I pack the car early this morning, coughing after a fitful night’s sleep as the virus creates a dripping in my throat, like a faucet. I need to prepare my sermon for this Sunday, which I’ve not been able to do this past week because of other obligations, in the San Bernardino mountains with 450 guys, and then in San Diego, with directors of camps from across the US. Both places were filled with exhilarating discussions, and teaching opportunities for me, and I enjoyed every minute of it.
But the flight home found me sitting next to a man with a deep cough, and deep issues, so that my the time I landed in Seattle I was weary. Yesterday was a great day, reconnecting with staff, and meeting a few other people, but as the day wore on, my throat started in, protesting the notion of work. I had meetings until around 9PM, and it was then that I needed to get away to the writing cabin to work on the sermon.
So here I am, not working on the sermon. Instead, I just took a hot bath, and am now writing while I boil a pear (my favorite remedy for a cough). I’ll work soon enough, but somehow the forest, the birds, the bath, the fire – all of them are inviting me to rest a bit first. And so I light a few candles, and just listen to the quiet.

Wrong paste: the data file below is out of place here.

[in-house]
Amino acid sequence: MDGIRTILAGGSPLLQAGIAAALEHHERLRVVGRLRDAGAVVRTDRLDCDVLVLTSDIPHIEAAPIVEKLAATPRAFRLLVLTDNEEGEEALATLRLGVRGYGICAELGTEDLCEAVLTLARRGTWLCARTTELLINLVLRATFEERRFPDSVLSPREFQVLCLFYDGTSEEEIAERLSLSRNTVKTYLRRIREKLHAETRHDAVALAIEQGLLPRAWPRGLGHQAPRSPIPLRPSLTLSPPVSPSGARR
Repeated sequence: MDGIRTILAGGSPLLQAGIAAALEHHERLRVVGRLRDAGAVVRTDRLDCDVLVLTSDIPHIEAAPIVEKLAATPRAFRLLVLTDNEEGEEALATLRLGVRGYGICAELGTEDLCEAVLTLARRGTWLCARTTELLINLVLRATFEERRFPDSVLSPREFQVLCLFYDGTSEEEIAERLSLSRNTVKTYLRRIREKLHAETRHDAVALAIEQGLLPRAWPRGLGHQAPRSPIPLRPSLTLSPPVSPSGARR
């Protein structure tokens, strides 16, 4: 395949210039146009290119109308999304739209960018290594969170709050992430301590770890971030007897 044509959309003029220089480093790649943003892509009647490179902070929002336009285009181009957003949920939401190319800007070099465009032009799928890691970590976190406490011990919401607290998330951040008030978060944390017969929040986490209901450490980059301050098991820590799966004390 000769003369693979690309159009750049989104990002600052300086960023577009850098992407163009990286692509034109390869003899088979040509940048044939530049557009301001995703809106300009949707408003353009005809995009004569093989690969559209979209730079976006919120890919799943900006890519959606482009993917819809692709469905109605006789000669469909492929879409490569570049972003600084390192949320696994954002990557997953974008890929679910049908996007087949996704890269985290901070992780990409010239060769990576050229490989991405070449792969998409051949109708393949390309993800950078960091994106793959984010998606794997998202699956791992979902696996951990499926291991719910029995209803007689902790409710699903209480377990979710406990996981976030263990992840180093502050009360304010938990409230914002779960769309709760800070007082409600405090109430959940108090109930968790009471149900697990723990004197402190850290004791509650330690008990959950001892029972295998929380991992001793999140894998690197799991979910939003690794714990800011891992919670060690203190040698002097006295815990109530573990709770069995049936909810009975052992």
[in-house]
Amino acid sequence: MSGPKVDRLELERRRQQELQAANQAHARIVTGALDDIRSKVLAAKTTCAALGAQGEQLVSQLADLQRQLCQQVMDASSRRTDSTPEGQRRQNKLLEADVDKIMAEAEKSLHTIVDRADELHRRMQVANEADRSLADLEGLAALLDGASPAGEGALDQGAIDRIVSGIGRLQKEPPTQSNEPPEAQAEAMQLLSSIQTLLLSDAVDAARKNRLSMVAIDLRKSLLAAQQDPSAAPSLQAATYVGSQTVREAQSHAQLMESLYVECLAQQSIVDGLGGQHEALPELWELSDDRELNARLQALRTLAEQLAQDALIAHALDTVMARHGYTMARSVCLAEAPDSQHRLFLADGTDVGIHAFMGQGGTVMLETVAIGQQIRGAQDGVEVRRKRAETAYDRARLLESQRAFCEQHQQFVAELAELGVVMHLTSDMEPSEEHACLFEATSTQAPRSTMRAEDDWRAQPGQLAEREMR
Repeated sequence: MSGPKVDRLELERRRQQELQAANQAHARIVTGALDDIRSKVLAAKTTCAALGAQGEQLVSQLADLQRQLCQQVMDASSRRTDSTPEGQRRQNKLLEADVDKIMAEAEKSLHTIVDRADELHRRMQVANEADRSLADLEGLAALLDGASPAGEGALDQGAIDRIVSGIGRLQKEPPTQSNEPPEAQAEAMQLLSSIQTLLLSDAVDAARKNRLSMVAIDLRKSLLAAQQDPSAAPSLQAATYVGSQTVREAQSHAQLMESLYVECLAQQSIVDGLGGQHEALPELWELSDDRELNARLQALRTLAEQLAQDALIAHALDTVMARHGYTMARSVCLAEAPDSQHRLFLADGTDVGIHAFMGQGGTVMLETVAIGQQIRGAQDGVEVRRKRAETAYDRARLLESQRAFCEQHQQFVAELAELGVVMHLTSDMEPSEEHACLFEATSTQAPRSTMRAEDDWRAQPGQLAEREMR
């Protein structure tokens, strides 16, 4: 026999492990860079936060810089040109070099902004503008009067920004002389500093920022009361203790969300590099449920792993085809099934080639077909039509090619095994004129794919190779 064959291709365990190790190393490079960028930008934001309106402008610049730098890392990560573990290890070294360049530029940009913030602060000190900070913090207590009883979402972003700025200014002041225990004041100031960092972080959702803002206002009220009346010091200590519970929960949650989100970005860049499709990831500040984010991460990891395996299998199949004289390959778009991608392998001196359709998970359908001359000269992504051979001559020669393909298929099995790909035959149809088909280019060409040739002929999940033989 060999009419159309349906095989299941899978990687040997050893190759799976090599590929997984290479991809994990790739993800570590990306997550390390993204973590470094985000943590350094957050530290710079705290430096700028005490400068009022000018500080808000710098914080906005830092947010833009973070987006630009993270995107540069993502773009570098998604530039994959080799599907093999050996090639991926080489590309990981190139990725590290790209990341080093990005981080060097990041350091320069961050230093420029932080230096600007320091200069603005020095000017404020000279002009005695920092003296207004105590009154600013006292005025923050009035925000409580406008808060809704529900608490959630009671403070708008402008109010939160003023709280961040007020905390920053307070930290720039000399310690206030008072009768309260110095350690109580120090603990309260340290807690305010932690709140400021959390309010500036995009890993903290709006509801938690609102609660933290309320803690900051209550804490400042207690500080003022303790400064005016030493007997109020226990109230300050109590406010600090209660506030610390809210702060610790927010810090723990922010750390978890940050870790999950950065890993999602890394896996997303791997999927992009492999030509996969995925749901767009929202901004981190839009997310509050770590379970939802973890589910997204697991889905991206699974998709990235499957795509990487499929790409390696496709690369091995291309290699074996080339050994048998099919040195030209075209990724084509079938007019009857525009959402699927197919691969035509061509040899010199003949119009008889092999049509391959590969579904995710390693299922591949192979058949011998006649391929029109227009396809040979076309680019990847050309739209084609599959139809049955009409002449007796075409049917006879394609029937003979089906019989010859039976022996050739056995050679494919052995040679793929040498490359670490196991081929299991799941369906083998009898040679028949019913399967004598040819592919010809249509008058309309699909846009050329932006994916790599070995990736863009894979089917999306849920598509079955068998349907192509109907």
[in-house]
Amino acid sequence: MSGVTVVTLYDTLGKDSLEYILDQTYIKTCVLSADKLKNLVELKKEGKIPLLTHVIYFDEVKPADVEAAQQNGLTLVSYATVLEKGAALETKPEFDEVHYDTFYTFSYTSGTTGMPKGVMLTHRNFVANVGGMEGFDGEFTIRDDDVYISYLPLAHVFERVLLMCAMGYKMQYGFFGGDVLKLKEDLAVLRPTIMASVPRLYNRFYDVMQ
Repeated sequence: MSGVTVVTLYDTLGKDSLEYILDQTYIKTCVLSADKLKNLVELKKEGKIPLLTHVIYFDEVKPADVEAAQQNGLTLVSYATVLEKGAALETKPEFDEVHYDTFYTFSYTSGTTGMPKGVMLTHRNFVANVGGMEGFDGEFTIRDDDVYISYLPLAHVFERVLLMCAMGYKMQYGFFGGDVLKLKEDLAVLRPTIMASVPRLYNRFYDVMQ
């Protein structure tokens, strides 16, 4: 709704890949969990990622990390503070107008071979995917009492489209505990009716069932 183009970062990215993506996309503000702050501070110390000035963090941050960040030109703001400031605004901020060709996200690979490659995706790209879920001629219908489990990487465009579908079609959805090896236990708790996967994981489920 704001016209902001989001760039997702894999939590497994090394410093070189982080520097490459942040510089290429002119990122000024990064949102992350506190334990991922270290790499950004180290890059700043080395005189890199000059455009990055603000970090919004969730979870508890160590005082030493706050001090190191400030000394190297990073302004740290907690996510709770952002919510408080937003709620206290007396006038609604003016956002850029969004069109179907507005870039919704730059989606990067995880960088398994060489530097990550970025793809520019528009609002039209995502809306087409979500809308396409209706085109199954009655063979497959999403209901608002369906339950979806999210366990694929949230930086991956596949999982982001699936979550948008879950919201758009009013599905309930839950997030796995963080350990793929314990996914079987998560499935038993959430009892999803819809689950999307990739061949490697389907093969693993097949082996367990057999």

My Lord, what a winter it’s been. When I said yes to a book and a couple of speaking engagements, starting new locations for our church wasn’t on my radar, and I thought I’d be finished searching for a music pastor by now. I built a life without margins, and then when things became even busier, there were no margins to absorb, or at least not enough margins. It has me praying two things Lord….
1) Teach me to listen carefully to your voice, and not say yes, ever, out of insecurity. May my ‘yes’ be only born out of the conviction that it’s your ‘yes’. I’m grateful for opportunities to serve, but I know people who, it seems, have become hollowed out by saying yes to everything, and in the process withering up. Paul reminds that I’m called to contentment – and that out of contentment comes the capacity to say yes and no, appropriately – every time.
2) Thank you for the gift of sabbath. It’s a gift not all are able to enjoy, but I’m grateful that you’ve invited us to rest, to shalom, to moments of gentle restoration, worship, and the recovery of eyes to see your beauty. Restore me this day, as I give you these hours. And when the time is right – give me your revelation for what I must say on Sunday.
Thanks be to you O God, for the birds that grace the forest with song, for the new growth on the first, and the blossoms on the apple trees – you are the God of life, and what a glorious day. So teach me contentment in these little things Lord, because I forgot my ski poles. Good Sabbath Jesus –
Your friend… RD